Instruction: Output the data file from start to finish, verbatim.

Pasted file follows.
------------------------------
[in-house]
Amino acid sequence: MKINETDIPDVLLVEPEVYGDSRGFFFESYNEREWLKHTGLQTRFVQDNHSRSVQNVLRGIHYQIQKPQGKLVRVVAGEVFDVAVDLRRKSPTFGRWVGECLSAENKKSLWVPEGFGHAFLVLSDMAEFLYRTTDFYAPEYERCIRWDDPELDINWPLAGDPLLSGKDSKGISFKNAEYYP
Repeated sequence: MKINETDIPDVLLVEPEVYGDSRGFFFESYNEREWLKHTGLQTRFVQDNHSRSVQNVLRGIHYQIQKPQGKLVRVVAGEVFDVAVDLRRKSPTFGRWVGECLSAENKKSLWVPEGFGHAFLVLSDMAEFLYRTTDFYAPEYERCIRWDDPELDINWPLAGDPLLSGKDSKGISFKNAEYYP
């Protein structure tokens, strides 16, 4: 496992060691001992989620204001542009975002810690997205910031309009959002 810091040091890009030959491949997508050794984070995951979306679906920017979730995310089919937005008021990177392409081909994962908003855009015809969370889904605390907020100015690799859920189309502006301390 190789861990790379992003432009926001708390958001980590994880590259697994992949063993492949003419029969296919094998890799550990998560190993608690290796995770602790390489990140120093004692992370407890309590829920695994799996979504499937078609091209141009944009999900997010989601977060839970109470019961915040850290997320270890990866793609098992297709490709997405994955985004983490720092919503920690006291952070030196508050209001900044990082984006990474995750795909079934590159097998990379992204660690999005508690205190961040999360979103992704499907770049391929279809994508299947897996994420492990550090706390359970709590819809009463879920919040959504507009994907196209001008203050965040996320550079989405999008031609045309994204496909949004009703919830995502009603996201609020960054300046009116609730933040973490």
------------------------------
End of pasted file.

[in-house]
Amino acid sequence: MKINETDIPDVLLVEPEVYGDSRGFFFESYNEREWLKHTGLQTRFVQDNHSRSVQNVLRGIHYQIQKPQGKLVRVVAGEVFDVAVDLRRKSPTFGRWVGECLSAENKKSLWVPEGFGHAFLVLSDMAEFLYRTTDFYAPEYERCIRWDDPELDINWPLAGDPLLSGKDSKGISFKNAEYYP
Repeated sequence: MKINETDIPDVLLVEPEVYGDSRGFFFESYNEREWLKHTGLQTRFVQDNHSRSVQNVLRGIHYQIQKPQGKLVRVVAGEVFDVAVDLRRKSPTFGRWVGECLSAENKKSLWVPEGFGHAFLVLSDMAEFLYRTTDFYAPEYERCIRWDDPELDINWPLAGDPLLSGKDSKGISFKNAEYYP
């Protein structure tokens, strides 16, 4: 496992060691001992989620204001542009975002810690997205910031309009959002 810091040091890009030959491949997508050794984070995951979306679906920017979730995310089919937005008021990177392409081909994962908003855009015809969370889904605390907020100015690799859920189309502006301390 190789861990790379992003432009926001708390958001980590994880590259697994992949063993492949003419029969296919094998890799550990998560190993608690290796995770602790390489990140120093004692992370407890309590829920695994799996979504499937078609091209141009944009999900997010989601977060839970109470019961915040850290997320270890990866793609098992297709490709997405994955985004983490720092919503920690006291952070030196508050209001900044990082984006990474995750795909079934590159097998990379992204660690999005508690205190961040999360979103992704499907770049391929279809994508299947897996994420492990550090706390359970709590819809009463879920919040959504507009994907196209001008203050965040996320550079989405999008031609045309994204496909949004009703919830995502009603996201609020960054300046009116609730933040973490």